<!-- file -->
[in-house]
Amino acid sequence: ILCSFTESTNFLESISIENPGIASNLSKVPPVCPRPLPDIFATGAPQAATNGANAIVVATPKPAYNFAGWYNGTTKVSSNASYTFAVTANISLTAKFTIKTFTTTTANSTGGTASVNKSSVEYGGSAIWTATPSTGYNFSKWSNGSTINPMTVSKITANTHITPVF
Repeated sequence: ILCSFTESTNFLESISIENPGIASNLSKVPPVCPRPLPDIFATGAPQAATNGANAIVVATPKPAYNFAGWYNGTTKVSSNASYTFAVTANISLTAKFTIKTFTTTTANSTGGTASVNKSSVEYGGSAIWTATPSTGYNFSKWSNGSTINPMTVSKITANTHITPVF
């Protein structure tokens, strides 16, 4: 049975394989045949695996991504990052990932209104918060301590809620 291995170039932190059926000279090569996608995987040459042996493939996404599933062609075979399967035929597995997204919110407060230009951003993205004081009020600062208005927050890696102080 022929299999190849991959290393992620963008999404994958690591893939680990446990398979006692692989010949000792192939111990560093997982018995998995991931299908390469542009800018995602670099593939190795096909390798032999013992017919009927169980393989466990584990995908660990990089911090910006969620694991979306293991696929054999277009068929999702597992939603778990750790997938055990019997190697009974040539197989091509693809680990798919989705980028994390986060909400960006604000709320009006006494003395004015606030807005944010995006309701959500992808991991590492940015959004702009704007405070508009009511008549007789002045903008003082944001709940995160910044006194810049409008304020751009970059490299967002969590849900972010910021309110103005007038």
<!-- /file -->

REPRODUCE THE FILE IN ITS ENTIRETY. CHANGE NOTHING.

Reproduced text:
[in-house]
Amino acid sequence: ILCSFTESTNFLESISIENPGIASNLSKVPPVCPRPLPDIFATGAPQAATNGANAIVVATPKPAYNFAGWYNGTTKVSSNASYTFAVTANISLTAKFTIKTFTTTTANSTGGTASVNKSSVEYGGSAIWTATPSTGYNFSKWSNGSTINPMTVSKITANTHITPVF
Repeated sequence: ILCSFTESTNFLESISIENPGIASNLSKVPPVCPRPLPDIFATGAPQAATNGANAIVVATPKPAYNFAGWYNGTTKVSSNASYTFAVTANISLTAKFTIKTFTTTTANSTGGTASVNKSSVEYGGSAIWTATPSTGYNFSKWSNGSTINPMTVSKITANTHITPVF
């Protein structure tokens, strides 16, 4: 049975394989045949695996991504990052990932209104918060301590809620 291995170039932190059926000279090569996608995987040459042996493939996404599933062609075979399967035929597995997204919110407060230009951003993205004081009020600062208005927050890696102080 022929299999190849991959290393992620963008999404994958690591893939680990446990398979006692692989010949000792192939111990560093997982018995998995991931299908390469542009800018995602670099593939190795096909390798032999013992017919009927169980393989466990584990995908660990990089911090910006969620694991979306293991696929054999277009068929999702597992939603778990750790997938055990019997190697009974040539197989091509693809680990798919989705980028994390986060909400960006604000709320009006006494003395004015606030807005944010995006309701959500992808991991590492940015959004702009704007405070508009009511008549007789002045903008003082944001709940995160910044006194810049409008304020751009970059490299967002969590849900972010910021309110103005007038």